Palasanthiran says: “When iQi Mobile was originally conceived and developed, self-funding was considered, but it was decided that crowd funding could be a good way of gauging the excitement about the idea as there was nothing similar on the market for the iPhone at the time.
“The campaign’s success enabled us to bring the product to market with an established user base, which would’ve been hard to achieve in such short period of time using any other funding method. Thanks to iQi Mobile being the very first product of its kind for the iPhone; tech blogs, word of mouth on social media, YouTube content creators have been very vocal and active in promoting the campaign leading to snowballing contributions.”
Ramsey agrees that the power of crowdfunding’s reach is key. He says: “It’s easy to get people to see your brand through social media, but Crowdcube gets people to read about your company, watch your video and consider the benefits of your company. We now have more than a hundred people who are financially and emotionally invested in Movem’s success. We hope they’ll tell their friends, their families and it shows a real confidence in what we’re doing.”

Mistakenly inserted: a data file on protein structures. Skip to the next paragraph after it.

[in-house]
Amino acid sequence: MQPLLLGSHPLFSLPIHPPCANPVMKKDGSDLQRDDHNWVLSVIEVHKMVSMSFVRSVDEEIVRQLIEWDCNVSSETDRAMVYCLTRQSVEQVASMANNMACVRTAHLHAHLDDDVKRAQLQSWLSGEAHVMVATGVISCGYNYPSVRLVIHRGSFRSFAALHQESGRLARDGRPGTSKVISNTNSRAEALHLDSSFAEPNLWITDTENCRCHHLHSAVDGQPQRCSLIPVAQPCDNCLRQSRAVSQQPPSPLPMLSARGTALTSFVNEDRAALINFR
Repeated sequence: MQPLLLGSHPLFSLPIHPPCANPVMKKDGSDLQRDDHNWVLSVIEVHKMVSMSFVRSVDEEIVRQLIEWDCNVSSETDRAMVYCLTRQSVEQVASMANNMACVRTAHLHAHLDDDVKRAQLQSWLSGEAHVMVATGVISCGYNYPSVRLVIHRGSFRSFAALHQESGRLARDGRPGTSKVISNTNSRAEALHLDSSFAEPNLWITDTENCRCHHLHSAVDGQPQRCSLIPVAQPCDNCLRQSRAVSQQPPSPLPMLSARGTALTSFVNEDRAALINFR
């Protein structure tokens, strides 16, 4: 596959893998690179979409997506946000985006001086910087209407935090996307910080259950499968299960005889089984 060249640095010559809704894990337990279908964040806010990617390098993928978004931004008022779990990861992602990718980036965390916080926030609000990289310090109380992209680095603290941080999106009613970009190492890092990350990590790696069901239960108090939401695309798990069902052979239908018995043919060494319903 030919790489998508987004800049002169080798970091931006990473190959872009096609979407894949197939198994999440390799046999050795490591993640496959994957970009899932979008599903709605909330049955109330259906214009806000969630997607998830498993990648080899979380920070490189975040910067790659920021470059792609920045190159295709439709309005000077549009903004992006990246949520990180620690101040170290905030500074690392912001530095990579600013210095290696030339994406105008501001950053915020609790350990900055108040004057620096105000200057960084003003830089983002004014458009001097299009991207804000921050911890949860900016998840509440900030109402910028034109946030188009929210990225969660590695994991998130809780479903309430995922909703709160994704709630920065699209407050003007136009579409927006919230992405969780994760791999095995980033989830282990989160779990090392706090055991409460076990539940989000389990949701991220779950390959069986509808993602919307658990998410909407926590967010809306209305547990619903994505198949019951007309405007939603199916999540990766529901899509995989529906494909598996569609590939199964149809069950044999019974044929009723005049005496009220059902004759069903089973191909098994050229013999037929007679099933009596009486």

There were downsides, including platform fees that were slightly higher than if they had they raised funds privately, and the caveats attached that might affect how Movem grows further down the line.
Fundamentally, says Ramsey, if you don’t raise the money, you’ve failed very publicly. “Companies do fail on crowdfunding, and I think if we’d failed with this round, we’d have struggled to invest privately.”
Palasanthiran, too, is aware of the pitfalls. He says: “When it comes to manufactured goods, creators succeed at prototypes and 3D renders, while the lack of experience and know-how in manufacturing leads them to underestimate the importance the challenges of producing products on scale. This often results in severely delayed campaigns, spiralling costs, and a struggle to produce enough quality products.”
Relying almost solely on a crowdfunding campaign is considered a high-risk strategy, although the degree of risk depends on the platform. Major players like Indiegogo, for example, offer entrepreneurs help with raising follow-on funds, taking pre-orders for their products or projects and connecting them with manufacturers to help them get their products to market faster. Getting market validation on a major site makes it easier to get venture investment later.